On (Not) Doing Things
There’s something to be said for following through. Too many times, people voice ideas, talk about things they’re going to do. The common sentiment is “ 1% inspiration, 99% perspiration” or something to that effect; A good idea is meaningless unless you act on it.
The craze of Entrepreneurship and Start-Ups and Innovation is infectious. I’ve talked with quite a few people who toil away on even mediocre ideas and still win competitions, still come out doing alright with their businesses. I got caught up in it myself, and tried a few times to build out a product or two.
However, there’s something to be said for not following through. This is a lesson I have learned several times the hard way — Not every great idea should be followed through with. Now, I’m not talking about just any idea that you think is good. I’m talking about things that could become profitable businesses, could become paradigm shifts, could change people’s way of life. They would need work, refinement, iteration, discussion, effort — but you can do them. However, you often should not do these great things.
Imagine you are building brick houses. You have all of the bricks you need. You envision 5 beautiful brick houses — you set out to build them. However, you can only lay one brick at a time. In order to keep up with the projects, keep in touch with stakeholders, stay engaged with your teams, you lay one brick on each house at a time, like you might deal cards in a card game.
This is inefficient: the constant ‘context shifting’ between each house will mean you may start confusing the house designs, and will require much more effort to make sure the next brick you lay is in the right place. Additionally, you will have 5 unfinished houses for a very long time. These houses will be outdated, stale, and probably low quality when (if) they are finished.
Not only will the projects suffer, but your life begins to look a bit like this:
Context is key. Look at the rest of your life. How much are you doing already? This new idea, this venture, this Start-Up will need a lot of your time and effort to be done right. If you have 3 great ideas, even if they aren’t businesses, you should not take them all on. Perhaps one of them is just making a cool website idea you want to build out. Make that one thing your Main Project. You will be able to do it fast, do it right, and document it well, share it well, and look good. Your mind will be clear and focused, your effort will be rewarded. You will have specific, consolidated insights from that project as you will be able to think about it more - less ‘context shifting’ and more organized thoughts.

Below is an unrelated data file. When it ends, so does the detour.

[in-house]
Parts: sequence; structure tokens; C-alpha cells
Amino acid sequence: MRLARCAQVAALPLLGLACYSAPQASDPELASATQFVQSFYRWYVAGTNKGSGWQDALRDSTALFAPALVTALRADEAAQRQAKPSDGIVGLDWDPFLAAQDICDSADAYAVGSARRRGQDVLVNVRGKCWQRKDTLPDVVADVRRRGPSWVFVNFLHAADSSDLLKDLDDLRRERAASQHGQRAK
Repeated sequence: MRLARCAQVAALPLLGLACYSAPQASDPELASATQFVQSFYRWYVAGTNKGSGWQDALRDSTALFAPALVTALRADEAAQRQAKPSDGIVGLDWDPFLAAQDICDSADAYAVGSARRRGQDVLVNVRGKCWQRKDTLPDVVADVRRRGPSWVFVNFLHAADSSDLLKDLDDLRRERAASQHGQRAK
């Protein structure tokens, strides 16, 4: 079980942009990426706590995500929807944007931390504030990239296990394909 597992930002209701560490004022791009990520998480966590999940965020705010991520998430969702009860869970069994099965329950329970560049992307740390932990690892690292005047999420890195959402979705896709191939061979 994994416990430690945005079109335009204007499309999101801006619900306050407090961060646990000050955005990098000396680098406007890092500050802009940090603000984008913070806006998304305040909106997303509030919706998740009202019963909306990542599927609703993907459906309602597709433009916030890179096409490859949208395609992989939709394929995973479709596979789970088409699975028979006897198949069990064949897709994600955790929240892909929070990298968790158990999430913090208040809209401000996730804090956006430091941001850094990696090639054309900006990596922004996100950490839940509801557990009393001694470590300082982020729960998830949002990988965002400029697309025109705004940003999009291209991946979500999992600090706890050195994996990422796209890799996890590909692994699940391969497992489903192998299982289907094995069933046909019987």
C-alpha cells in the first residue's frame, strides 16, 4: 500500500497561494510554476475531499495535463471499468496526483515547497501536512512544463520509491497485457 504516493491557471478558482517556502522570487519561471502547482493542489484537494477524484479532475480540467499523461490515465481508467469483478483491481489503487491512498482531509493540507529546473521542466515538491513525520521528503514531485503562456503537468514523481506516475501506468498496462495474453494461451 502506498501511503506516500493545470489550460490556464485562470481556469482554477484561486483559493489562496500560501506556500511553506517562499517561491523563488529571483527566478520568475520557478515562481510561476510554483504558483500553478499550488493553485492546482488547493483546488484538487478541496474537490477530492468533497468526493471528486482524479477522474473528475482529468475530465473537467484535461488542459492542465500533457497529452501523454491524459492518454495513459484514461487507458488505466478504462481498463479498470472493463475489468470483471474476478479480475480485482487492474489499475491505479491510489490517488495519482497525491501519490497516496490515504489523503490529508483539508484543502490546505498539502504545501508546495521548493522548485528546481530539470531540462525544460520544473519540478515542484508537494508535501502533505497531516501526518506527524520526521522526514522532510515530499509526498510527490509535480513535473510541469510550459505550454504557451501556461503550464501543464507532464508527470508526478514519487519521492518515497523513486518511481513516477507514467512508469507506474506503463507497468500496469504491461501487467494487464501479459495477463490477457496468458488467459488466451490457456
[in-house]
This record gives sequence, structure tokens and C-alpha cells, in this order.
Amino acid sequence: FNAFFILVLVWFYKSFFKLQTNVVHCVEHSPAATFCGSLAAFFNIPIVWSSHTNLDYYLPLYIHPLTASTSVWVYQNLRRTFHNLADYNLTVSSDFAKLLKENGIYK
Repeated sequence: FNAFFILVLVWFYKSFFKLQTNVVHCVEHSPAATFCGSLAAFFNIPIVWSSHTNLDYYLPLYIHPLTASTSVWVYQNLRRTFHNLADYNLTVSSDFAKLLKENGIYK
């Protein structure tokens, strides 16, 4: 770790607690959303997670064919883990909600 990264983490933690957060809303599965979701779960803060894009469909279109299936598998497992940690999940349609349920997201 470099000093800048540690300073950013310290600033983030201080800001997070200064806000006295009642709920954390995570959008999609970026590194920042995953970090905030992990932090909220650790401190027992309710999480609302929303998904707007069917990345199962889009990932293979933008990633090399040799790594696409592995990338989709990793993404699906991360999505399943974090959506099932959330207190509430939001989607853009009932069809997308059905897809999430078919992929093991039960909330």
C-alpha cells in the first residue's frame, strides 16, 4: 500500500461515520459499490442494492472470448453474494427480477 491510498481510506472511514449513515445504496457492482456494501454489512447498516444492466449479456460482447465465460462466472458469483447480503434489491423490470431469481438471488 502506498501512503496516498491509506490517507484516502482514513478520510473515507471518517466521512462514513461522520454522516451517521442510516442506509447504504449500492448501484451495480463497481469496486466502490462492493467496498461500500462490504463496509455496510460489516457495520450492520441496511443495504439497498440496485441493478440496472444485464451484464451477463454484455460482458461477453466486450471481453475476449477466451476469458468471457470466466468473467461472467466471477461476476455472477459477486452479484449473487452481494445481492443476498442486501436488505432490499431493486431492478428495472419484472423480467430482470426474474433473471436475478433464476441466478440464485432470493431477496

You need to realize that you are not infinite; You are valuable, your time, energy, thoughts are all resources. Do not deplete them; Allocate them intelligently, and leave yourself reserve. Don’t worry about what you’re missing out on. You can still stay in touch with projects and fields in your free time (the internet is a beautiful thing). Let your other ideas simmer on the backburner — they will be better for it.
I am currently in my senior year of College and spread far too thin — not only does it hurt my mental and physical health, but it hurts the things that I’m trying to get done, too. At this point, I’ve managed to position myself deep in so many of these things, I’ve got to work to get uninvolved. If you have the choice, do not look for more things to do or businesses to start or problems to solve: look at what you do right now and either finish it for something new, or do it better.
Do not do things: Finish things.